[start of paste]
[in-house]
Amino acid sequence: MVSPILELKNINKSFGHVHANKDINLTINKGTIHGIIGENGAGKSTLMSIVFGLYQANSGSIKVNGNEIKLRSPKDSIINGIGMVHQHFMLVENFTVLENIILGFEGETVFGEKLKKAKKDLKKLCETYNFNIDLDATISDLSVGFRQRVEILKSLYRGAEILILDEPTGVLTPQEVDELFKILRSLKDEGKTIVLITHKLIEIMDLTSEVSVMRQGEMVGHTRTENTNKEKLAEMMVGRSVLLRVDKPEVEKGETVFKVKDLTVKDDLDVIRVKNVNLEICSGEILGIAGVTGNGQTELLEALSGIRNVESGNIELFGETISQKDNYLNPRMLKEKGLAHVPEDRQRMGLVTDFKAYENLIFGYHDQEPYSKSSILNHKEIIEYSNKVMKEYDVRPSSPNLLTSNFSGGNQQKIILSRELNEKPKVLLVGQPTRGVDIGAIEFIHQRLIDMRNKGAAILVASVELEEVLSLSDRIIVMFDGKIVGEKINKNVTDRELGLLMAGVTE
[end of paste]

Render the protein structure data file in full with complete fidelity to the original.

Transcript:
[in-house]
Amino acid sequence: MVSPILELKNINKSFGHVHANKDINLTINKGTIHGIIGENGAGKSTLMSIVFGLYQANSGSIKVNGNEIKLRSPKDSIINGIGMVHQHFMLVENFTVLENIILGFEGETVFGEKLKKAKKDLKKLCETYNFNIDLDATISDLSVGFRQRVEILKSLYRGAEILILDEPTGVLTPQEVDELFKILRSLKDEGKTIVLITHKLIEIMDLTSEVSVMRQGEMVGHTRTENTNKEKLAEMMVGRSVLLRVDKPEVEKGETVFKVKDLTVKDDLDVIRVKNVNLEICSGEILGIAGVTGNGQTELLEALSGIRNVESGNIELFGETISQKDNYLNPRMLKEKGLAHVPEDRQRMGLVTDFKAYENLIFGYHDQEPYSKSSILNHKEIIEYSNKVMKEYDVRPSSPNLLTSNFSGGNQQKIILSRELNEKPKVLLVGQPTRGVDIGAIEFIHQRLIDMRNKGAAILVASVELEEVLSLSDRIIVMFDGKIVGEKINKNVTDRELGLLMAGVTE